int my_compare(DB *db, const DBT *dbt1, const DBT *dbt2) {
    // I know what my keys look like!
    int key1 = *(int *)dbt1->data;
    int key2 = *(int *)dbt2->data;
    if (key1 < key2)
        return -1;
    else if (key1 > key2)
        return 1;
        return 0;

There are two downsides to using this approach. First, the btree compare function is called a lot. It’s got to be really fast or else your performance will suffer. Even though the above code is pretty tight, it’s hard to get faster than BDB’s default memcmp. The more important issue is that introducing a btree compare function creates a maintenance headache for you. If you ever want to use the db_load utility, you’ll need to modify the sources to know about your keys. db_verify will no longer be able to check key ordering without source modification. Who knows what other future tools won’t be available to you. Since db_dump and db_load are useful for various reasons (data transfer, upgrades, ultimate db salvage) that should be enough for you.

So the better approach is to fix the key. Here’s one way:


struct OrderKey {
    char bytesForOrderNumber[4];  //   Store MSB of int first.

You can marshall the bytes yourself or call intrinsic byte swap routines (try __builtin_bswap32 for GCC, and _byteswap_ulong for VC++). If you’re using C++, you could make a nifty class (let’s call it BdbOrderedInt) that hides the marshalling and enforces the ordering. Our example suddenly becomes much more readable:


struct OrderKey {
    BdbOrderedInt orderNumber;


Oh what the heck, here’s an implementation of such a class – partially tested, which should be pretty close for demonstration purposes.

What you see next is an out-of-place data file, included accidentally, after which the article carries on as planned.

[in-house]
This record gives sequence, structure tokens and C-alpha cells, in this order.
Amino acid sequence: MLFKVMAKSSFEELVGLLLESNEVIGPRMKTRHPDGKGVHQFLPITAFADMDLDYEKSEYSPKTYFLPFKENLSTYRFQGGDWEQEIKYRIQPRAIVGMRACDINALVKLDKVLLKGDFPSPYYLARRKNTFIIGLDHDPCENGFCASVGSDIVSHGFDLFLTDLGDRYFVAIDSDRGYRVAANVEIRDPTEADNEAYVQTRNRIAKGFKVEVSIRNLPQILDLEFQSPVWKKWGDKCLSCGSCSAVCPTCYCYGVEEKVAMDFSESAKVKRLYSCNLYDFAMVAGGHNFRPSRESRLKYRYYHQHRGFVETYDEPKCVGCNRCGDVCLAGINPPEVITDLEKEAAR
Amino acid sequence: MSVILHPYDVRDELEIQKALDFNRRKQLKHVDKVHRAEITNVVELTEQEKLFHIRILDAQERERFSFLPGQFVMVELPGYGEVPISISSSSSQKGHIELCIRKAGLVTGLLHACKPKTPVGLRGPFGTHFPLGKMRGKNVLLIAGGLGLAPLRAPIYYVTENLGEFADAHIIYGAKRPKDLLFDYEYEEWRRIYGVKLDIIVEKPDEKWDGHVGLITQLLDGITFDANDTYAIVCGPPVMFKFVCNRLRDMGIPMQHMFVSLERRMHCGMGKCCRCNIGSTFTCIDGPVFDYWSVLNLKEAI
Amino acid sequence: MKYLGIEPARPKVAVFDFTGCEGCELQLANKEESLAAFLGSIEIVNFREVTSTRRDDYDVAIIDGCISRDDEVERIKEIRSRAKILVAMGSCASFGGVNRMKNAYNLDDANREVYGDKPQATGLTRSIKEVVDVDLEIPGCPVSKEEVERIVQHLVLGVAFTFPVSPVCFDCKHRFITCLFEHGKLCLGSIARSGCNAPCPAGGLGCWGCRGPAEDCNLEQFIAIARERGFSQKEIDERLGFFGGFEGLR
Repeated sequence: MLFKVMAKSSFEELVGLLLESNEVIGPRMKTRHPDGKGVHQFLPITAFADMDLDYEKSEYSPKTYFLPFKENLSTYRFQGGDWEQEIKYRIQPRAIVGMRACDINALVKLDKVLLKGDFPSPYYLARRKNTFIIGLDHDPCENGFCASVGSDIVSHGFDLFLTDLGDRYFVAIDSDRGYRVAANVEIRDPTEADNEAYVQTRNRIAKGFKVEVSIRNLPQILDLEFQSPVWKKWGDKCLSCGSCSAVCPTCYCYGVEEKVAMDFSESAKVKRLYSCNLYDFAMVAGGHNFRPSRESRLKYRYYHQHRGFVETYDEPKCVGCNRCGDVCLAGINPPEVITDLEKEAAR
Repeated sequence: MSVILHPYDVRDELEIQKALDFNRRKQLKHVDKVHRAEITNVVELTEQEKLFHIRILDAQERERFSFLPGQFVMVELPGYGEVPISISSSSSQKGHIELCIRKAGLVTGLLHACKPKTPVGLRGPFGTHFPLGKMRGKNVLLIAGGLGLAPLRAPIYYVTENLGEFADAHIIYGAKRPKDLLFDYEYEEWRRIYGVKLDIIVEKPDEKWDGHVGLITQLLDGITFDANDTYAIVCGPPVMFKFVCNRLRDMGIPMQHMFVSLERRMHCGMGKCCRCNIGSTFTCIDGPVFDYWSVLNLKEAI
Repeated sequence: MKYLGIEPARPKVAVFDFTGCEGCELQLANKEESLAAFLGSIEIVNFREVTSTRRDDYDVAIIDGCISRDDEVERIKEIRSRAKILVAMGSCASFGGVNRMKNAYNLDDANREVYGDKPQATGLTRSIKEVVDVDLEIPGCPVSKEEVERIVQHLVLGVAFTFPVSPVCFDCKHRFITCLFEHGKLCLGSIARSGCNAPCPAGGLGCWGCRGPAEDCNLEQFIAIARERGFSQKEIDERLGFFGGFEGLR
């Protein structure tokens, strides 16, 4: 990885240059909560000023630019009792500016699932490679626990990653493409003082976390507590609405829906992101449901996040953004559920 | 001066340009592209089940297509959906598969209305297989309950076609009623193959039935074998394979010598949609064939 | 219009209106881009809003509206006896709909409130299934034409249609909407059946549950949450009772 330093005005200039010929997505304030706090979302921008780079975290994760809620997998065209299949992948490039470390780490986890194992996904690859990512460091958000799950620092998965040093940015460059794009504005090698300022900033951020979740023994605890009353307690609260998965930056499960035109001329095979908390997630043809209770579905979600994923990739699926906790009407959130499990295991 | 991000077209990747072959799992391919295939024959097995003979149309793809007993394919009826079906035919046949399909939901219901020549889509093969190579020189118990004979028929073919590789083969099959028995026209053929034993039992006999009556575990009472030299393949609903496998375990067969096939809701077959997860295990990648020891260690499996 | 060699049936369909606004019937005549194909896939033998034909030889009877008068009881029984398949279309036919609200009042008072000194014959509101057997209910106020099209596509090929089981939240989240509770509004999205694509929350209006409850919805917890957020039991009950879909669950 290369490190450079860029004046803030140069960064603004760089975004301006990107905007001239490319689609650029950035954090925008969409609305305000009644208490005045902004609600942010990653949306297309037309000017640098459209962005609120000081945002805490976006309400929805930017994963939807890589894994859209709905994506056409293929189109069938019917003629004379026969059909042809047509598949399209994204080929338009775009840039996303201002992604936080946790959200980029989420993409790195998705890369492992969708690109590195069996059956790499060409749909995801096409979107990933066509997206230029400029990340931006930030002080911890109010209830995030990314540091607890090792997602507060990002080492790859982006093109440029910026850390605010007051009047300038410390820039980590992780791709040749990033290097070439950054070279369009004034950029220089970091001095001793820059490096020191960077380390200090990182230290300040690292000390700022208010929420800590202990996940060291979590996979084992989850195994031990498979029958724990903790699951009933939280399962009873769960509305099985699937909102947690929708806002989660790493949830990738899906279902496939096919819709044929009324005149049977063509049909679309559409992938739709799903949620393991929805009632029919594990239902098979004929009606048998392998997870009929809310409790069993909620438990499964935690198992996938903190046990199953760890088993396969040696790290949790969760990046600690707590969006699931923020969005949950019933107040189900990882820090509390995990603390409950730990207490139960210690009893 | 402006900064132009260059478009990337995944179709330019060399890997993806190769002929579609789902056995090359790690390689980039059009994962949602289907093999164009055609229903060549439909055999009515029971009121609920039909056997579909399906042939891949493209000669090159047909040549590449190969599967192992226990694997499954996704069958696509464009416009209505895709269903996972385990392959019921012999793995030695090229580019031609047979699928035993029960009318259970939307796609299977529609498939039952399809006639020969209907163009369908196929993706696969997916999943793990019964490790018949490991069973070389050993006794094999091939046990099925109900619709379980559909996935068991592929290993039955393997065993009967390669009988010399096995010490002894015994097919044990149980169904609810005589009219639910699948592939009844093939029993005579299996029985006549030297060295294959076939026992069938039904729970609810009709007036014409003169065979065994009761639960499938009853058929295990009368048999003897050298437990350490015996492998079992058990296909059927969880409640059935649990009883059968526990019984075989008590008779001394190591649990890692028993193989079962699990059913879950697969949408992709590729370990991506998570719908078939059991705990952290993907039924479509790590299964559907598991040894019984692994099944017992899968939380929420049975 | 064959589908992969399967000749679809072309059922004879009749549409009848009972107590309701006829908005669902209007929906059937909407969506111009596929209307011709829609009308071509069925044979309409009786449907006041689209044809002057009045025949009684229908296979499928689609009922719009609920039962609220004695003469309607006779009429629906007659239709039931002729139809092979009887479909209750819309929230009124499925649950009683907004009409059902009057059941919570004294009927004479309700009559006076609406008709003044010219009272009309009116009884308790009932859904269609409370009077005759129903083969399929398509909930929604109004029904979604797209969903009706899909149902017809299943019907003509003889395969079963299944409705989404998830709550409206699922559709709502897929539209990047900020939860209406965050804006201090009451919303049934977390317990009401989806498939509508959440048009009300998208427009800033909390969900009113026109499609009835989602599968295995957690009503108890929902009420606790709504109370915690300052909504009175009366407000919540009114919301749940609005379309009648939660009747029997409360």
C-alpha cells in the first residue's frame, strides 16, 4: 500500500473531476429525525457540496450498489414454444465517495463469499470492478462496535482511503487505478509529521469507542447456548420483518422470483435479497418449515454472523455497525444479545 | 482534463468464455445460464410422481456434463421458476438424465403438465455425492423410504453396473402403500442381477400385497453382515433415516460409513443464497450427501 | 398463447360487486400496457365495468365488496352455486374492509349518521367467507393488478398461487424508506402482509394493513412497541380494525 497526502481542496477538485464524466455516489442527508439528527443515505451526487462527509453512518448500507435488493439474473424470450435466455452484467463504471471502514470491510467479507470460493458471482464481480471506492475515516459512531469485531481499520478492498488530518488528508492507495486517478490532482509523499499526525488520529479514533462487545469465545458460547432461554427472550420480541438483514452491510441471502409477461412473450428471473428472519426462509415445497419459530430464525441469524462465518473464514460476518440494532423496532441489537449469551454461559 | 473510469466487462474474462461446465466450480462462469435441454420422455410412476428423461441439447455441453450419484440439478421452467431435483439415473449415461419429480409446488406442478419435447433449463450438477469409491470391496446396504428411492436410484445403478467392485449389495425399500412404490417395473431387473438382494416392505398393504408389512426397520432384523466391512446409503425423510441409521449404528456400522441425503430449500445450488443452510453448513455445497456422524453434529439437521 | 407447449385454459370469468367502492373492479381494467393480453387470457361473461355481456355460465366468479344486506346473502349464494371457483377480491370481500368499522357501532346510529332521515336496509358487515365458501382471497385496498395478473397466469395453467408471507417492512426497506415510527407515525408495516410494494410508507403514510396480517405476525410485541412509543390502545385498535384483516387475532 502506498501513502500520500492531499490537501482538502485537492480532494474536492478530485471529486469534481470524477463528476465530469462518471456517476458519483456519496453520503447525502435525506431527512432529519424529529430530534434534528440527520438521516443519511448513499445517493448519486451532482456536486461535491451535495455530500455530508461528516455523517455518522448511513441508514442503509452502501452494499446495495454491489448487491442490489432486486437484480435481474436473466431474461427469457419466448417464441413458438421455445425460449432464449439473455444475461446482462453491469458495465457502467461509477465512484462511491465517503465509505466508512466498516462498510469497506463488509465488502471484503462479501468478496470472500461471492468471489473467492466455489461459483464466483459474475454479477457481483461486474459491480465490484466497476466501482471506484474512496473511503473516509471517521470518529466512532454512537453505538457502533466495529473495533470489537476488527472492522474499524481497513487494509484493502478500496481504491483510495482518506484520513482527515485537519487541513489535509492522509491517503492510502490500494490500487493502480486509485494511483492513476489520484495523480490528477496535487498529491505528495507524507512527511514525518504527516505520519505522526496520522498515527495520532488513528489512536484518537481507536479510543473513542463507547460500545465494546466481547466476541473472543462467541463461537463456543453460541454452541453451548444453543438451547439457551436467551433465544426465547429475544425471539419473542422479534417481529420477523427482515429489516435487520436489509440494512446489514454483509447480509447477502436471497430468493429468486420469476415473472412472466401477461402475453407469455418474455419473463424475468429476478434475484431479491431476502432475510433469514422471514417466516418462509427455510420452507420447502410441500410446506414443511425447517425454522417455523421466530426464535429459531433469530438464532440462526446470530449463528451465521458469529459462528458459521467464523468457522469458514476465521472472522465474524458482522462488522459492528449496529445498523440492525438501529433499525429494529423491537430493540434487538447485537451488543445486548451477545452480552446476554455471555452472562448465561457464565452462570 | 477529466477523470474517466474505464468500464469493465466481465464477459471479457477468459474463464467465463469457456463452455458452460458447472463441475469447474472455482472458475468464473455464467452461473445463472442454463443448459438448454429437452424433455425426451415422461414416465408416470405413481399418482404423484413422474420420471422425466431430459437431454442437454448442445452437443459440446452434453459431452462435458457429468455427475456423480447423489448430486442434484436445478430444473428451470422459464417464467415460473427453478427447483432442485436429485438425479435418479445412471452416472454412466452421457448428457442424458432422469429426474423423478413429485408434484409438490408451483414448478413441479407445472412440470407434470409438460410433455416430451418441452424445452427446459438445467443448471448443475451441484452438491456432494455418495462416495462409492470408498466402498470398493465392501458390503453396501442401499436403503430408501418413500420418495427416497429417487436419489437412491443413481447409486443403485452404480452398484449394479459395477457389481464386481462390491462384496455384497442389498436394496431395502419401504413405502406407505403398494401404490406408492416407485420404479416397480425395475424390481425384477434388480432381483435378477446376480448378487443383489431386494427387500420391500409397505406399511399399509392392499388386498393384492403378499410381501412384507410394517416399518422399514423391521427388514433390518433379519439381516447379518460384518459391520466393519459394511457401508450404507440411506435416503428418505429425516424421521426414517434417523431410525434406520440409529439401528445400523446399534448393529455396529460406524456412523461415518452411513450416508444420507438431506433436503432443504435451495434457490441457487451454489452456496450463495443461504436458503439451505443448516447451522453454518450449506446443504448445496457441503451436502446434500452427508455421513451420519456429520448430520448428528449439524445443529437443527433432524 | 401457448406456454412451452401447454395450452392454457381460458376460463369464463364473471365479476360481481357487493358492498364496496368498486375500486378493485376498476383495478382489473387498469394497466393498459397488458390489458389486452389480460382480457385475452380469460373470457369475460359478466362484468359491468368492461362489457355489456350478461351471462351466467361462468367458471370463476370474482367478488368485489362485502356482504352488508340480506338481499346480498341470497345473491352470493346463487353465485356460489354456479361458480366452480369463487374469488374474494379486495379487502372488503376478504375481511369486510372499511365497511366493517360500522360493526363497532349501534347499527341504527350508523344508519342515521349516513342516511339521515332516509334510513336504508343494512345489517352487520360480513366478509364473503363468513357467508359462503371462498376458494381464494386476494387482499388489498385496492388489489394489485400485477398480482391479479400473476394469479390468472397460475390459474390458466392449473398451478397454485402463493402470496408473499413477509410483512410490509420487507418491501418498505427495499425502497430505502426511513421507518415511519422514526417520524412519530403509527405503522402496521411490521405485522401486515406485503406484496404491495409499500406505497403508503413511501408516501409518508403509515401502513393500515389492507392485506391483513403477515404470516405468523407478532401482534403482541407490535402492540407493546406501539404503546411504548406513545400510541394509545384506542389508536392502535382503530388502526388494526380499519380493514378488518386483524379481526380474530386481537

Another way that makes the actual data readable, but is less space efficient, would be to store the bytes as a string: “0000000123”.  For good or bad, this goes a little down the path of string typing your data as opposed to strong typing.

Both of these approaches will get us to the locality we are looking for.
Those of you that use the Java API are probably yawning. That API has a little bit different model of how you present keys to BDB that does the marshaling for you (for example, using IntegerBinding). They even go a little bit further, as negative values for signed quantities are ordered before zero and positive values. As for other BDB languages: C# – I don’t see any marshaling in the API; PHP, Perl, Python, I frankly don’t know if this is an issue.

There’s more to say about key selection, that will wait for another post.



About ddanderson

Berkeley DB, Java, C, C , C# consultant and jazz trumpeter
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1 Response to Keys to a performance win

  1. Jesús Cea says:

    In python, using pybsddb (the Berkeley DB bindings I maintain – ), you have the same issue. You basically store key -> value where both key and values are strings. So you must decide how to “serialize” whatever data/key you have to strings.

    The trivial way would be to serialize the number to a string (with “str()” or “repr()”), but it waste some space (in disk and in BDB cache). Other option would be to use “struct.pack(“>L”, key)” if your key fit in an unsigned long.